Strong corporate governance is needed to ensure that businesses mitigate the risk of a cyber security attack as much as possible, as well as to ensure that, in the event of a cyber security attack, businesses have procedures in place to allow them to deal with any attacks as quickly and effectively as possible.
Cyber security attacks often make the news, and thus the reputational damage to any company who suffers a cyber security attack will often be the most immediate concern. However, litigation risk also goes hand-in-hand with these attacks. The introduction of legislation, such as the General Data Protection Regulation (GDPR) in the EU and the Data Protection Act 2018 (DPA) in the UK, means that the liability of any company which has suffered a cyber attack is potentially very significant.
Recent case law in this area has also reflected the courts' willingness to impose liability on companies in relation to misuse of private information and breach of the GDPR and the DPA. The 2015 Google Court of Appeal judgment recognised misuse of private information as a tort distinct from breach of confidence, and also found that damages could be awarded in respect of distress alone. The 2017 WM Morrisons case represented the first group litigation case relating to a data breach coming before the Courts. Although ultimately the Supreme Court found that Morrisons were not vicariously liable for the actions of its employee, the case provided a roadmap for future group litigation to be brought in respect of data breaches. More recently, we have seen legal action launched on behalf of around 10,000 EasyJet customers, after hackers stole the personal information of nine million customers between October 2019 and March 2020. The scale of this litigation further signals the escalating litigation risk faced by companies in this space.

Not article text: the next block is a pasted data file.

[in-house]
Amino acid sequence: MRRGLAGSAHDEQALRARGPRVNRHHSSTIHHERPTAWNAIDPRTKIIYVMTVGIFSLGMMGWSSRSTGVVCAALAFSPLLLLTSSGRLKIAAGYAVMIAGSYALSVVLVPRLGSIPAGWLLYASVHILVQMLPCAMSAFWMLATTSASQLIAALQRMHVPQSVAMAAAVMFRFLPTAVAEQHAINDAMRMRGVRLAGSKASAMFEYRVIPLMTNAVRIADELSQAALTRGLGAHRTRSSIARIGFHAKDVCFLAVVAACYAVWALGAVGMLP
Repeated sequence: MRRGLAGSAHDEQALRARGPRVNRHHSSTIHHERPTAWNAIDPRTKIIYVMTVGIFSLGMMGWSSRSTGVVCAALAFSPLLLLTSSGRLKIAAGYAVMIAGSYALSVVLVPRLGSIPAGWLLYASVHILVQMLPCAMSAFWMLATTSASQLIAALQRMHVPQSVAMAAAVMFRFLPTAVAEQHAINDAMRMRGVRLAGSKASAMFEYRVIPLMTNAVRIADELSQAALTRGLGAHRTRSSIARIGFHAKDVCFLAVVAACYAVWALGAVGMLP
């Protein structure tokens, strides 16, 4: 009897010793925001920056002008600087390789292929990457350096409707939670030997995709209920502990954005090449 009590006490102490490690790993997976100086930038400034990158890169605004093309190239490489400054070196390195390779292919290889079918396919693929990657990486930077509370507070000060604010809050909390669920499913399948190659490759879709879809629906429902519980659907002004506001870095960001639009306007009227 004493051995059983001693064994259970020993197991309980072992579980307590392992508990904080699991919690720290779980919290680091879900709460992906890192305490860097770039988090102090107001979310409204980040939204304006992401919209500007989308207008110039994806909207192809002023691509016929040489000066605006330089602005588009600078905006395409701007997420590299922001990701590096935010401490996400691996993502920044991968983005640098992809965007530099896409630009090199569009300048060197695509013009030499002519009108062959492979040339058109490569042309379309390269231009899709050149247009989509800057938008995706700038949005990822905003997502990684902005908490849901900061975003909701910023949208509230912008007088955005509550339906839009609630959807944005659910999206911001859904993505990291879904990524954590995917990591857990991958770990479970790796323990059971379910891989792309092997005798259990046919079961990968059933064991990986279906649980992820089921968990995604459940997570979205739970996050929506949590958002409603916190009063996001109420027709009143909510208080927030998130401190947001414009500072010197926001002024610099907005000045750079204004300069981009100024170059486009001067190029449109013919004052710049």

This is an issue that prudent businesses should be taking particularly seriously in light of the COVID-19 pandemic. A recent advisory jointly issued by the United Kingdom’s National Cyber Security Centre (NCSC) and the United States Department of Homeland Security (DHS) drew attention to the existence of malicious cyber actors who exploited the COVID-19 pandemic for their own objectives. This is reflected in the fact that the NCSC has detected more UK Government branded scams relating to COVID-19 than any other subject, although the NCSC also indicate that they have not yet seen overall levels of cyber crime increase. This is clearly a risk that businesses should take very seriously, in particular given the increase in employees working from home environment which poses additional challenges to a business' IT structures.